Tuesday, July 03, 2012

Top 10 Roman Polanski films

1. Chinatown (1974)
2. Rosemary's Baby (1968)
3. Repulsion (1965)
4. Knife in the Water (1962)
5. The Tenant (1976)
6. Cul-de-Sac (1966)
7. Tess (1979)
8. The Fearless Vampire Killers (1967)
9. Bitter Moon (1992)
10. Macbeth (1971)

Whilst discussing Rosemary's Baby with a girlfriend at film school some twenty years ago, we were both amazed to discover our favourite shot in the film was exactly the same one. It wasn't a scary or dramatic scene; it wasn't a particularly arresting or amazing shot (which makes the coincidence more incredible – in case you're wondering, in case you think one of us was making it up – say, to impress the other, we literally both said it at the same time); it occurs approximately 24 minutes into the film, when Rosemary and Guy are having a vodka blush at the Castevet's home – there's a shot of Roman holding the tray and spilling some liquid on the floor; Minnie bends down to wipe it up (a shot echoed at the end when Minnie picks the knife Rosemary has dropped off the floor and rubs the mark made by it). That's it. But there's something innately cinematic and graceful about it; perhaps the shine off the silver tray, the movement of Minnie; I – we – didn't know; there was something unexplained and mysterious, beautiful yet ordinary about it. (I also remember seeing most of the Fearless Vampire Killers for the first time with the same girlfriend on a black & white fuzzy TV in Wales; I was drunk and watched most of it upside down. And loved it.)

This is perhaps what I like about Polanski's films: they may be horrific or surreal, but it's all in the detail and there's always that elegance, no matter what the subject matter. It's fair to say, like Woody Allen, I love all Polanski's films, the good, the bad and the ugly. Also like Allen, I don't really have a huge problem with his sexual shenanigans. These guys are geniuses; let's give them a bit of latitude.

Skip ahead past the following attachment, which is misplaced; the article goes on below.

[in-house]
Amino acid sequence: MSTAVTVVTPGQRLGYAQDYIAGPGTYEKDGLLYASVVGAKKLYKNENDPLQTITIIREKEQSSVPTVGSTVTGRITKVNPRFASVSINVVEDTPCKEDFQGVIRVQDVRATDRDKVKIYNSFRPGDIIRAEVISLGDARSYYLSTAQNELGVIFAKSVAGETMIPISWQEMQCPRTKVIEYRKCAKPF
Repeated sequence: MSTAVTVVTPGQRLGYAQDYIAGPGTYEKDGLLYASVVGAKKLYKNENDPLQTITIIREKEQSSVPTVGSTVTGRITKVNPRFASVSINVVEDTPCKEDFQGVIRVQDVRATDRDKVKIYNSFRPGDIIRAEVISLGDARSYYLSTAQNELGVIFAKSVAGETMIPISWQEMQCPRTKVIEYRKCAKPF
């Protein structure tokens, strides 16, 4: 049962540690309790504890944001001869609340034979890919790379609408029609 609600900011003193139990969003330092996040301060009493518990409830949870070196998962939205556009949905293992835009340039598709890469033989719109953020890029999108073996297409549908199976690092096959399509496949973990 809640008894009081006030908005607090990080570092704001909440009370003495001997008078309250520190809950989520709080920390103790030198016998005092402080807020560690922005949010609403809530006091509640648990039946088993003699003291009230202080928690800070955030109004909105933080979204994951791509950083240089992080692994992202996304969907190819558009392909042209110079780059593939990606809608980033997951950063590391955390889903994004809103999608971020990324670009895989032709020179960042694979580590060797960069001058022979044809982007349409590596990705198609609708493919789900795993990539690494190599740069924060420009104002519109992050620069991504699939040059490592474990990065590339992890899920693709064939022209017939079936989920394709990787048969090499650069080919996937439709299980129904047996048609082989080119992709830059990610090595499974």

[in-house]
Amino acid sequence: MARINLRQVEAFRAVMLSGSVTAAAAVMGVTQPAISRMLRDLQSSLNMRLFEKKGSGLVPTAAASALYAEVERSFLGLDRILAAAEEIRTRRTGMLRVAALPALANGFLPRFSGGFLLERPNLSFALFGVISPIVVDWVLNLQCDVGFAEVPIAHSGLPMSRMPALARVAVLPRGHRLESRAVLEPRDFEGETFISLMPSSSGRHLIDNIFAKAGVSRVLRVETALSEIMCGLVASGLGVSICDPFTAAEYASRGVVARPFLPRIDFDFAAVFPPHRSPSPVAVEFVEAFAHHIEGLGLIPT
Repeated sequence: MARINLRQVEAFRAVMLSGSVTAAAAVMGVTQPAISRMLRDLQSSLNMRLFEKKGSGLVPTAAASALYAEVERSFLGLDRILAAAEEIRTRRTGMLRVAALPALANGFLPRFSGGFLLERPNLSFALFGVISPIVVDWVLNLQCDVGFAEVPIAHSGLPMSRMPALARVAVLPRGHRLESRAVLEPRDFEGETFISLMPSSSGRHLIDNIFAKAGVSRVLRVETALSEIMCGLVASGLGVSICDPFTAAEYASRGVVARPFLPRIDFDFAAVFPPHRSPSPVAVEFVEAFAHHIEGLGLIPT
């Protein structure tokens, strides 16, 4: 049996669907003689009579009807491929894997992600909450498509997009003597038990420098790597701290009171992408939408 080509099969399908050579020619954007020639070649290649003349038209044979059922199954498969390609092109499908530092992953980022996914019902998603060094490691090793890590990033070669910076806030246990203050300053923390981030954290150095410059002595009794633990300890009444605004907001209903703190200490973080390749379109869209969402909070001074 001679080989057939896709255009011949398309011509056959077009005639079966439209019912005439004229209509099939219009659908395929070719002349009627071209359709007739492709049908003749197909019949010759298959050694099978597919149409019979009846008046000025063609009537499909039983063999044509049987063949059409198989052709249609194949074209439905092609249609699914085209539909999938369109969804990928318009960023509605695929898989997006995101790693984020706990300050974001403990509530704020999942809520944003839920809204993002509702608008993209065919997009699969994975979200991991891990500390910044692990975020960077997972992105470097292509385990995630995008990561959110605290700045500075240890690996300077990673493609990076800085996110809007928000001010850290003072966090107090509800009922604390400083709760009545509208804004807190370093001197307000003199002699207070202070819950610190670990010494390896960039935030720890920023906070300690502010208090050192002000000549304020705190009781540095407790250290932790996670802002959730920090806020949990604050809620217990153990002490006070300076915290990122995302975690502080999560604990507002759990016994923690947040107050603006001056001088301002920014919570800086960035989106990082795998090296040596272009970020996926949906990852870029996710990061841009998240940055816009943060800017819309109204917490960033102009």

Roman Polanski's personal life is famously as eventful as his cinematic career: born in 1933 Paris but soon moved back to Poland with his parents. By the start of World War II his family had been moved into the Krakow Ghetto. His mother was killed at Auschwitz; he saw his father being taken to Mauthausen. Roman himself witnessed many horrors and endured starvation and beatings, surviving the war by remaining in hiding. He was reunited with his father after the war and eventually went to the famous Lotz film school. His first feature film, Knife in the Water (1962), his only film made in Poland and nominated for an Oscar, already shows themes that would feature in all his films: that is, a claustrophobic location; a pessimistic, dark view of life as well as sexual jealousy and psychological games. Three films made in Britain followed: Repulsion (1965), Cul-de-Sac (1966) and The Fearless Vampire Killers (1967). Polanski moved to the States to make Rosemary's Baby a year later. It was in 1969 when his second wife, the actress Sharon Tate, was amongst the guests murdered by the Manson Family at Polanski's house in L.A. (while he was in Europe filming).

Controversy would continue to dog Polanski's life. In 1977 he was arrested for sexually assaulting a 13 year old girl. Polanski fled the States, never to return. There's a theory that Polanski's cinema mirrors his personal life. Indeed, after the murder of Sharon Tate, Polanski directed a bloody version of Macbeth. After the sexual abuse scandal he directed Tess, starring the 15 year old Nastassja Kinski, with whom he had an affair at the time. Both The Pianist (2002) and Oliver Twist (2005) mirror Polanski's experiences in wartime Poland.

Rosemary's Baby, Repulsion and The Tenant make up the loose 'apartment trilogy', presumably because they are largely set in apartments. His most recent film, Carnage, recently released on DVD, is wholly set in an apartment. The premise is vaguely reminiscent of Bunuel's The Exterminating Angel, in which a group of middle class dinner guests find themselves unable to leave the room for no apparent reason (according to Woody Allen's Midnight in Paris, this idea was given to Bunuel by Owen Wilson in 1920s Paris), it's also similar to Christos Tsiolkas's novel and TV series The Slap – the catalyst for Carnage is a boy being hit with a stick. The parents of both boys meet up to discuss the incident. The result? Carnage.

Even Carnage – adapted from a play and set in an apartment – has the same innately cinematic feel as all Polanski's films. His films seem to work best when limited to a particular place: the boat in Knife in the water; a west London apartment in Repulsion; the island of Lindisfarne in Cu-de-Sac; the prime minister's isolated house in Ghost Writer.

Polanski's latest film goes one step further than Damon Albarn's album Dr Dee by calling it simply D. It's based on Alfred Dreyfus, the Jewish artillery officer falsely accused of treason and sentenced to life imprisonment. He eventually had his name cleared by the french writer Emile Zola. Comparisons to Polanski's own life are already inevitably being drawn.

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